I want to say I think both of us learned from one another, I had much longer experience with animation than he had. But he was a musician, he was a performer, he had this showmanship about him, that I could learn from. Derek had an ability to spot talent in people, not just for drawing and animation, but also for voice, he never went to an agent to find talent, he went out in the park, and could spot a good voice. That's a good quality to have! Derek had an enormous strength at the sound side of the film. I should tell you that his father was a gentleman farmer, but his hobby was to play magician on Saturdays and Sundays. Derek was in the audience, and he learned so much about making animation from his father, because of the play with the audience. He wanted you to see certain things, not to see other things, mislead you to believe that magic happens, which it doesn't. In a way, to go to a magician school is probably a very good school for an animator (laughs)."
Kaj and Derek continued to collaborate with each other, most notably on the films "Karate Kids" and "Goldtooth" which will be posted soon.
Tuesday, March 9, 2010
Born in Copenhagen, Denmark, Dec 1, 1927. In the 1980s, out of respect for International AIDS Day that was established on this same date, Kaj pulled his birthday back to November 31st.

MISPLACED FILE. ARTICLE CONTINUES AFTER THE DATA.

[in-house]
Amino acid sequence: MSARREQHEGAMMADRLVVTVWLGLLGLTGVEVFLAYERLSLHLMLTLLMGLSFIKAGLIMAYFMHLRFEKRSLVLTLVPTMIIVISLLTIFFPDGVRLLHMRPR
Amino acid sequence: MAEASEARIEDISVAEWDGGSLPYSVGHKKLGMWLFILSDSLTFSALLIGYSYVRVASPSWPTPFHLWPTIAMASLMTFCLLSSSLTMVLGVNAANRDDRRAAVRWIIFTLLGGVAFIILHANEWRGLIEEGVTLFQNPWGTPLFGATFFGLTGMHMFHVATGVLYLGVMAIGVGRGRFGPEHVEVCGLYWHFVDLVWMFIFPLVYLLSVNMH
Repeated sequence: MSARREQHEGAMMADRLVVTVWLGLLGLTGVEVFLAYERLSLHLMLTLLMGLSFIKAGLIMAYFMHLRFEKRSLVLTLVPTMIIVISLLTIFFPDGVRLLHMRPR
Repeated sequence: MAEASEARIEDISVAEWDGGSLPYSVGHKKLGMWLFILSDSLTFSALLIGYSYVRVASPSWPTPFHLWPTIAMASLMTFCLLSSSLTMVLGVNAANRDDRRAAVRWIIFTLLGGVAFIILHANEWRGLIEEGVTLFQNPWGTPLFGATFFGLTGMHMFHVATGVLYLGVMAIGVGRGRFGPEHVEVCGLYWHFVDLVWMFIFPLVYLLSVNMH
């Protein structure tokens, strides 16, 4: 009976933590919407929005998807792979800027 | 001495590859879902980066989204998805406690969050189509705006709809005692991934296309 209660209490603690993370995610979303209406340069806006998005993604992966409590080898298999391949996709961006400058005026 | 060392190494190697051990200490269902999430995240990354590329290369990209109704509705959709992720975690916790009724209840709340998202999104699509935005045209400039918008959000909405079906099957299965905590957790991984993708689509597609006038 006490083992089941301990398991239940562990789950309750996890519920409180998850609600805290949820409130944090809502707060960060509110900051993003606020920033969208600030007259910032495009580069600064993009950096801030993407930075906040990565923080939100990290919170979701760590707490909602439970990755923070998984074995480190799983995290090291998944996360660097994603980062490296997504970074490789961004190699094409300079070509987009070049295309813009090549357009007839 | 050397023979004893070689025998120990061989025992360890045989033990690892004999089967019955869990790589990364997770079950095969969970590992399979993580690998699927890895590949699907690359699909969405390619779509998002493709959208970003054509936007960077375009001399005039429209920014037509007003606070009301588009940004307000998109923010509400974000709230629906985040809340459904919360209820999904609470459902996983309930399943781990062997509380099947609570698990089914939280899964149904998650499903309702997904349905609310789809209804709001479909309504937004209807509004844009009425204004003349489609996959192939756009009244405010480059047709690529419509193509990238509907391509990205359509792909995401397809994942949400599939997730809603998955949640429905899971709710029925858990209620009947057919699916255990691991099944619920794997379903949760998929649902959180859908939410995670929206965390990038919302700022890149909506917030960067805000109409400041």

Since then, Kaj is always one day younger than he used to be!
Cartoonist and Animated Filmmaker.
“I very strongly feel the difference in the way people react when I tell them I'm an animator. 40 years ago there was a lot of prestige about it, animators MADE animated films, today it's more like a link in an assembly line”
In school Kaj was the class cartoonist (as popular as Hockey players today). At age 18 he started working in an advertising agency, making animated commercials. This brought the attention of famed animator Borge Ring, and eventually David Hand, former supervising director of Snow-White and Bambi.
Kaj proceeded to make explanatory films for the Danish army and motor companies. So in 1957, when the National Film Board of Canada (a.k.a 'NFB') were commissioned to make an explanatory film about jet engines for the Royal Canadian Air Force, Kaj was invited to NFB bureau in Montreal, where he animated his way through their first golden age.
Kaj proceeded to make delightful cartoons which revived the rubber-hose animation style of the 1930s. Many of his films were made to deliver important messages, including public safety, anti-smoking, and even AIDS prevention.